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William Blake

The Marriage of Heaven and Hell

Download plain text file – release 1.0

Download PDF file – release 1.0 – 32 pages

Download ePub file – release 1.0

Download Mobi file – release 1.0

All versions contain the same text, but on a device with a large enough screen the carefully typeset PDF version will give you the best reading experience.

The Marriage of Heaven and Hell is considered to be Blake’s most influential work — a prophetic, cryptic, anarchic, irreverent, satirical, revolutionary artistic tour de force, hilarious and deeply serious, that defies all categorization and almost all analysis.

You can download a complete PDF file of an original print here:

people.virginia.edu/~jdk3t/MarrOfHeaven&HellBlake1790.pdf

Due to the manual work involved in the printing process, each one of the original prints looks different — you can compare various copies here:

www.blakearchive.org/work/mhh

And here is an interesting article about the problems involved in editing Blake’s writings:

www.rc.umd.edu/praxis/editing_blake/fuller/fuller.html

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About the Author

William Blake, born 1757 in Soho, London, was an English poet, writer, philosopher, painter, engraver and printer, prolific in both his visual and literary artistic work, and unique in combining both in his “illuminated books.” Moderately successful with his commercial work as an engraver he was mostly unrecognized as an artist during his lifetime, the singularity and idiosyncrasy of his work not being appreciated by his contemporaries — at the time of his death, he had sold fewer than 30 copies of his Songs of Innocence and of Experience, now a cornerstone of the canon of English poetry. In 2006 in an article for the Guardian art critic Jonathan Jones called Blake “far and away the greatest artist Britain has ever produced.”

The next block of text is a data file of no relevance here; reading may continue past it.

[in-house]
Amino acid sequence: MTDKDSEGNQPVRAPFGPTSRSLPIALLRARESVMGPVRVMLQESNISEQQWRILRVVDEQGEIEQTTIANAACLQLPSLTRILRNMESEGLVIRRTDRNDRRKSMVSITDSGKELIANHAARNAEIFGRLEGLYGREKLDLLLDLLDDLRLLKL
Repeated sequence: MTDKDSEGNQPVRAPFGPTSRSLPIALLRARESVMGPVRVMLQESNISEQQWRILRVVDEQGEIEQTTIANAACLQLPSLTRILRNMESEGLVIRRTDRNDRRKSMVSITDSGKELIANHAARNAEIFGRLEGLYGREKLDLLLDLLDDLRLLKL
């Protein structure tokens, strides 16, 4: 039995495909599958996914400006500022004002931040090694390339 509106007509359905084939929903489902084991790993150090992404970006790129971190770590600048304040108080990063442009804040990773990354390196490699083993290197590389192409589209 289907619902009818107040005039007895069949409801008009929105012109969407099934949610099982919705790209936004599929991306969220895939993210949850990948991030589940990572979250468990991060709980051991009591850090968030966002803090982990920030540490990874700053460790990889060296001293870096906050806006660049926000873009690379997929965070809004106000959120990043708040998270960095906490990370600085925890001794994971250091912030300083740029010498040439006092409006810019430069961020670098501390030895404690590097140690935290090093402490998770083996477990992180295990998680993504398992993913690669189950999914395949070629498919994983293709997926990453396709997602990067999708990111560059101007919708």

In 1782 Blake married Catherine Boucher, whom he had met the year before; their marriage was happy and lasted until his death in 1827. Catherine, who had been illiterate when they met, provided important practical support, assisting with printing and running the household finances. As his last work, on his deathbed Blake drew a picture of Catherine (now lost), telling her “you have ever been an angel to me.”

Here is not the place for a comprehensive appraisal of William Blake’s works, his visionary political and philosophical thoughts, and his influence; much has been written about him, and if you are interested, the Wikipedia article is a good start.

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